Caleb LoSchiavo MPH and Doctoral Student, Rutgers School of Public Health
Yuji Masataka Doctor, Kumamoto University Hospital
Frank McLaughlin SUNY Distinguished Service Professor Emeritus
Jill McNamara RN
Ian Mitchell Associate Professor Emergency Medicine, University of British Columbia
Donna Murch Associate Professor of History, Rutgers University New Brunswick
Vilmarie Narloch Psy D, Drug Education Manager/ Students for Sensible Drug Policy
David Nathan Founder and Board President, Doctors for Cannabis Regulation
Jules Netherland Director, Office of Academic Engagement, Drug Policy Alliance
Michelle Newhart PhD sociology, author The Medicalization of Marijuana
Danielle Ompad Associate Professor of Epidemiology, New York University College of Global Public Health
Denise Paone PhD
George Parks President/Compassionate Pragmatism
Amy Piperato MD
Kelsey Priest MPH
Helen Redmond LCSW, New York University Silver School of Social Work
Jeremy Reimers Visiting Assistant Professor of Biology
Craig Reinarman PhD
Nathan Rice Licensed Clinical Social Worker
Kimberly Richman Ph D., University of San Francisco
Susan Robbins Professor, University of Houston
Jill Rosenbaum Professor
Benita Roth Professor of Sociology, Binghamton University
Aaron Roussell Assistant Professor, Portland State University
Sergio Rueda Scientist, Centre for Addiction and Mental Health
Rebecca Saah Assistant Professor, University of Calgary
Keith Saunders PhD, NORML Board of Directors
Ayden Scheim Associate Scientist, The Centre on Drug Policy Evaluation
Kevin Shanks Forensic Toxicologist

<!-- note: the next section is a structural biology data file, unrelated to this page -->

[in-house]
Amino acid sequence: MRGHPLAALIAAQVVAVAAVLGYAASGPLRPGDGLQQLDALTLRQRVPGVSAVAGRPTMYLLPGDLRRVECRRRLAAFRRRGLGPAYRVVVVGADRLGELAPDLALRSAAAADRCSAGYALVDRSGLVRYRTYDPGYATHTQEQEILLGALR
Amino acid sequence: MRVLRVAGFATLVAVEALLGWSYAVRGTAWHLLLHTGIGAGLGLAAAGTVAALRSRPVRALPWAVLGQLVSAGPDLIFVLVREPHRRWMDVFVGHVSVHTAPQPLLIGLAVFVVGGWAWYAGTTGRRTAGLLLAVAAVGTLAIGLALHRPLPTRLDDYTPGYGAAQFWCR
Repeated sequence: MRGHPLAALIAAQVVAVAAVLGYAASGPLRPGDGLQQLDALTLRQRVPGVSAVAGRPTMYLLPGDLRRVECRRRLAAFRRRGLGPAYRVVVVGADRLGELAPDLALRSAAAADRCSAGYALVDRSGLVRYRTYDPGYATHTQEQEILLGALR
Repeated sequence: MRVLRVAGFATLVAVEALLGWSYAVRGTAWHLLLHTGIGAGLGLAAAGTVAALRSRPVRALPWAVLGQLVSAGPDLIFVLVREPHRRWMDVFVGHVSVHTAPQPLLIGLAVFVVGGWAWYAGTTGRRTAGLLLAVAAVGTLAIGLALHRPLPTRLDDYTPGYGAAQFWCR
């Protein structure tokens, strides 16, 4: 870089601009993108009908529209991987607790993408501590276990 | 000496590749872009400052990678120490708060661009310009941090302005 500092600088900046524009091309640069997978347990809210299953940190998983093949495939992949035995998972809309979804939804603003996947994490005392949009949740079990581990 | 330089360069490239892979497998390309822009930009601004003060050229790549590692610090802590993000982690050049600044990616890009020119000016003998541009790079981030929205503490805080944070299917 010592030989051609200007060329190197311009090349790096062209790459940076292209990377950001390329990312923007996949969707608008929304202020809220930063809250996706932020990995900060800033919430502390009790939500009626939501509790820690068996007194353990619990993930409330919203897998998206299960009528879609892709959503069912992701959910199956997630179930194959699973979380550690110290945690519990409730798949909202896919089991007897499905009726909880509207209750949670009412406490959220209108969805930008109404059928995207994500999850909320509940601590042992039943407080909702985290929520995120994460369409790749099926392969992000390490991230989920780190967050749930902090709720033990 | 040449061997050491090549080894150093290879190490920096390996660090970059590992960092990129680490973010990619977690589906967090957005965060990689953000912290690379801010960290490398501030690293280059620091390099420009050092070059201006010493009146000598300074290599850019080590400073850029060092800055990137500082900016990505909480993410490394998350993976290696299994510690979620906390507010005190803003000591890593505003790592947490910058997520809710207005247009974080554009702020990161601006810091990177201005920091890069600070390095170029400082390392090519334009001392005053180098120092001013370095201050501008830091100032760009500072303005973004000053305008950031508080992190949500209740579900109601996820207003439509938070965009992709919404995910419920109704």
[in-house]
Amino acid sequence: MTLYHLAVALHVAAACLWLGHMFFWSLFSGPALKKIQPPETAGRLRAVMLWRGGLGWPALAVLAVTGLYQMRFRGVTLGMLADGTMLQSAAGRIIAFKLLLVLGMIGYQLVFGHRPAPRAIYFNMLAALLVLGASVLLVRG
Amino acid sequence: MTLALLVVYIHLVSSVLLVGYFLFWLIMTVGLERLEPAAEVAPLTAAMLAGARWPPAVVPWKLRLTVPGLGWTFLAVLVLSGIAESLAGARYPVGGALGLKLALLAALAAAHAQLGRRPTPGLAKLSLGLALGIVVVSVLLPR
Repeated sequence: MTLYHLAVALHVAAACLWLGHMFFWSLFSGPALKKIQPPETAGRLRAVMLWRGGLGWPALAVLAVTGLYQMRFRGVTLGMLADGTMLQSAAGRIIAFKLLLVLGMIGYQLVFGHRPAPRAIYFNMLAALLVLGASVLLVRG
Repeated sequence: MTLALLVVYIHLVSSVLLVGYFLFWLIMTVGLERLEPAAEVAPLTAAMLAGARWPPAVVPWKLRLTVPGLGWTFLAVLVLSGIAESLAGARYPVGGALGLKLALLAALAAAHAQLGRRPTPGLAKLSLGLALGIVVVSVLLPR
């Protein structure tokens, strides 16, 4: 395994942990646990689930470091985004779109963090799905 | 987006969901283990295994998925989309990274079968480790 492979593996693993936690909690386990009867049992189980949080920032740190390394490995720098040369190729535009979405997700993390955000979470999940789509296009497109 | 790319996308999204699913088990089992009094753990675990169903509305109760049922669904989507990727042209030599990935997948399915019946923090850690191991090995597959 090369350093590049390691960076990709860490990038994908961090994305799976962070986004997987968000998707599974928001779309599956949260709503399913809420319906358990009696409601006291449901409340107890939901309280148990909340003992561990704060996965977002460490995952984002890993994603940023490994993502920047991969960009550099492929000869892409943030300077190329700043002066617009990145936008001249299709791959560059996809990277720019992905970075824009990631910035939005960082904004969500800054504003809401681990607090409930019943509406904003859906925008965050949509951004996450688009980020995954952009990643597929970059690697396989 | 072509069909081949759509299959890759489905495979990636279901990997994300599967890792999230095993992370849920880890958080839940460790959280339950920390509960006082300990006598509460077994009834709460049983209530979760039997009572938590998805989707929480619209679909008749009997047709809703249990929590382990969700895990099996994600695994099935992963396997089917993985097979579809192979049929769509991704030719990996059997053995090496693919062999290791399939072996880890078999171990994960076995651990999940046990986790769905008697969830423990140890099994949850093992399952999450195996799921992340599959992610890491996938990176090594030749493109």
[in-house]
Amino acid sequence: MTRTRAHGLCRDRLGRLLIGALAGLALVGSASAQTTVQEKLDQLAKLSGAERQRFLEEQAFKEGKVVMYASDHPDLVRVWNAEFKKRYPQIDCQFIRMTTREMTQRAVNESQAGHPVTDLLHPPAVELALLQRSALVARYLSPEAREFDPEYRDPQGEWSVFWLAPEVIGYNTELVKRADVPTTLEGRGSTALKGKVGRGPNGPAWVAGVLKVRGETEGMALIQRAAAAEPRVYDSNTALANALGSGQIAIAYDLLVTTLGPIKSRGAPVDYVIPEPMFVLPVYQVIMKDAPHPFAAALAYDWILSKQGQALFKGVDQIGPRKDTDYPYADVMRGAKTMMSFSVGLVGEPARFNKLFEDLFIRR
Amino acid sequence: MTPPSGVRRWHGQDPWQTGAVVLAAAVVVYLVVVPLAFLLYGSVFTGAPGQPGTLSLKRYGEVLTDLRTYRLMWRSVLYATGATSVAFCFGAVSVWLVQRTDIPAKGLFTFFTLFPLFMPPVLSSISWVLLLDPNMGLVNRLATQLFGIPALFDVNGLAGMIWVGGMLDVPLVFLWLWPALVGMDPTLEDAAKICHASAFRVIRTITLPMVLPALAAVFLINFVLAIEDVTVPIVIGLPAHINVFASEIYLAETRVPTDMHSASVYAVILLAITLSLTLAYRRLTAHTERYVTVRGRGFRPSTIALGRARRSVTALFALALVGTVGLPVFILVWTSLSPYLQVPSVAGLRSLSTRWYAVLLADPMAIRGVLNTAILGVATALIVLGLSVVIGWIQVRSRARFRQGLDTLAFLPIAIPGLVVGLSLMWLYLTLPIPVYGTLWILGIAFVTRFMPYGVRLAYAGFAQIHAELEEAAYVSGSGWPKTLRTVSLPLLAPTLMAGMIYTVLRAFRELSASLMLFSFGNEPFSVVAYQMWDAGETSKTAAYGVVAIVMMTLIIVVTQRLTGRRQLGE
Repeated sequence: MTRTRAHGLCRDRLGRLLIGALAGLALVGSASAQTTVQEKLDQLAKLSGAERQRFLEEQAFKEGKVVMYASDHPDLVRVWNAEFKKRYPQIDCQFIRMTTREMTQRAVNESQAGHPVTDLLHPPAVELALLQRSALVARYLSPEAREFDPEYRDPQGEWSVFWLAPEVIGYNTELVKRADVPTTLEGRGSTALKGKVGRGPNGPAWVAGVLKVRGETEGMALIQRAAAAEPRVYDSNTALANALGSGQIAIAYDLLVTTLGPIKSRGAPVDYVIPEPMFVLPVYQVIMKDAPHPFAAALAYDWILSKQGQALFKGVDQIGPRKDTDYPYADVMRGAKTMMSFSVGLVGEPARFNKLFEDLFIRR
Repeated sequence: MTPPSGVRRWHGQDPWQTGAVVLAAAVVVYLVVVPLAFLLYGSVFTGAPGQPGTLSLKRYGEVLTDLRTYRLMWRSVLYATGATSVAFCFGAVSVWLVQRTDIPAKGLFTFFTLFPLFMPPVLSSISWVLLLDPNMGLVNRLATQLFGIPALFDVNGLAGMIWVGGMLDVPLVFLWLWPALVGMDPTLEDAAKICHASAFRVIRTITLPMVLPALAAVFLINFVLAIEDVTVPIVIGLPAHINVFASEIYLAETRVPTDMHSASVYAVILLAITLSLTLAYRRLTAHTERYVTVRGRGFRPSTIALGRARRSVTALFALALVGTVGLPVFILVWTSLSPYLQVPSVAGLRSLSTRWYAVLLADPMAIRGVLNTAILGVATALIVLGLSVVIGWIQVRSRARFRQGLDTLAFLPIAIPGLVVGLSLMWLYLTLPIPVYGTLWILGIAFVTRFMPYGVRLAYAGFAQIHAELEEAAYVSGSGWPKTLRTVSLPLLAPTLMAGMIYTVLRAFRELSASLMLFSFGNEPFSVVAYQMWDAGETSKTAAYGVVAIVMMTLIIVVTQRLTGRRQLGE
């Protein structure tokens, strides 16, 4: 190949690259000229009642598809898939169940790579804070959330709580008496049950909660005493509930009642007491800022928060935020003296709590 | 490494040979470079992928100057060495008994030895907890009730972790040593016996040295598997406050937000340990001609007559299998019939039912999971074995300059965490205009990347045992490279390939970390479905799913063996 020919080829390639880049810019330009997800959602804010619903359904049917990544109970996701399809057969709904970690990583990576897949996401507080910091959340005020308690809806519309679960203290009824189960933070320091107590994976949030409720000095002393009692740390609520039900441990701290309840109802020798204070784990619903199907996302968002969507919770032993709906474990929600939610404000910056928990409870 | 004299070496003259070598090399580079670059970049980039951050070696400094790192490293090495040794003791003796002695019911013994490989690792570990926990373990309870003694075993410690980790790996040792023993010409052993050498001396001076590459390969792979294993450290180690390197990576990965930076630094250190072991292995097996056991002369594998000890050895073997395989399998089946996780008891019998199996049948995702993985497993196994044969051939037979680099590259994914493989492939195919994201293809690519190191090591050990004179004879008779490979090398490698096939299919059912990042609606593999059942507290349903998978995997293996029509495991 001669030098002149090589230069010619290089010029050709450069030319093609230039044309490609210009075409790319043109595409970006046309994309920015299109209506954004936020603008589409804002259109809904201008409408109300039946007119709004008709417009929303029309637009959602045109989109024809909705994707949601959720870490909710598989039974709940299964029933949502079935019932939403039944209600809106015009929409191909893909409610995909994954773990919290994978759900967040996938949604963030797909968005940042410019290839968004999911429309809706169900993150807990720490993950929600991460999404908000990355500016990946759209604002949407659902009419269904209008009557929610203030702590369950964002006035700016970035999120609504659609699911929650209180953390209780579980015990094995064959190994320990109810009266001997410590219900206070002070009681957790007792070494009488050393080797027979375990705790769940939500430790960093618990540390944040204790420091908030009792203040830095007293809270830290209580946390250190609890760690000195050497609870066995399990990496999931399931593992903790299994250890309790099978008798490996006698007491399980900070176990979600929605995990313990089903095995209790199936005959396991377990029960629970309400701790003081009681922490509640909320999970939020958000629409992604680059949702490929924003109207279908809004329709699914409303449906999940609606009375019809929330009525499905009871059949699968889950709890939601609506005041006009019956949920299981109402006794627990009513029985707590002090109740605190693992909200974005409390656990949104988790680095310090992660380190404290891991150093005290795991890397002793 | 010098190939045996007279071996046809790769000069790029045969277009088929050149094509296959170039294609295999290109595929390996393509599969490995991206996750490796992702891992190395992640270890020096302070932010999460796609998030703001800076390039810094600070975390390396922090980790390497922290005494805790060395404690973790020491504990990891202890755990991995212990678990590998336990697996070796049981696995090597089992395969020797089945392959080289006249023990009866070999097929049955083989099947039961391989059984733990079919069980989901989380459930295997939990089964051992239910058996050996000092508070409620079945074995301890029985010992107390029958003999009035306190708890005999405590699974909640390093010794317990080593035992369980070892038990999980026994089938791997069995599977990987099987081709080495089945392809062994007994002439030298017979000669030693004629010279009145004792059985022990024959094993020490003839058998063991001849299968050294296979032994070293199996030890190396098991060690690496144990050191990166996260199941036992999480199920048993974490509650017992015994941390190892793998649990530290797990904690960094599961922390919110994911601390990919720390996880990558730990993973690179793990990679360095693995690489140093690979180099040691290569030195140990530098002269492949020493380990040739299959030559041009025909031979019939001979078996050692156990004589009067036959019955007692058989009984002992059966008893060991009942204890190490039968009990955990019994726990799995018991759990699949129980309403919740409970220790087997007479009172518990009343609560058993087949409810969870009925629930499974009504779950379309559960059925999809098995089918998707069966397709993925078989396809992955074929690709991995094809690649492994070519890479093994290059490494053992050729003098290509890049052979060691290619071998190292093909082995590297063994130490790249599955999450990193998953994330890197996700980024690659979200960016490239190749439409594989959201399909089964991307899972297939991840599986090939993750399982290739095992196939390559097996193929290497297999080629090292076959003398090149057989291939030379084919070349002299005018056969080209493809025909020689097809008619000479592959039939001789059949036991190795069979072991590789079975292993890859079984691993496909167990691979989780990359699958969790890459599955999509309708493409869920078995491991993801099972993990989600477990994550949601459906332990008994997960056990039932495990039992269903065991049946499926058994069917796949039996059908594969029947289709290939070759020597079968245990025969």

Valery Shuman LCPC and Senior Director/Heartland Alliance Health Midwest Harm Reduction Institute
Christopher Smith Assistant Professor, Memorial University of Newfoundland (MUN)
Erin Stringfellow MSW and Phd candidate, Washington University in St. Louis
Kimberly Sue MD and PhD, Medical Director, Harm Reduction Coalition
Elizabeth Sweeney MA and PhD Candidate/University of Cincinnati
Winifred Tate PhD, Assistant Professor, Colby College
Jordan Tishler MD and President, Association of Cannabis Specialists
Sheila Vakharia Research Manager, Drug Policy Alliance
Jenna Valleriani Post Doctoral Fellow, British Columbia Centre on Substance Use
Janet Vidales LCSW
Adam Viera MPH
Alex Vitale Professor, Brooklyn College
Ingrid Walker Associate Professor, University of Washington, Tacoma
Zach Walsh University of British Columbia
Michelle Weiner DO MPH
Dan Werb Executive Director, The Centre on Drug Policy Evaluation
Liliane Windsor Associate Professor, University of Illinois at Urbana-Champaign
Sean Witters Senior Lecturer, Univ. of Vermont
Brett Wolfson-Stofko New York University
Tanaka Yuichiro Professor, University of California San Francisco
  Organization 1: National Advocates for Pregnant Women
  Organization 2: Doctors for Cannabis Regulation
Office of Academic Engagement
Marijuana Legalization and Regulation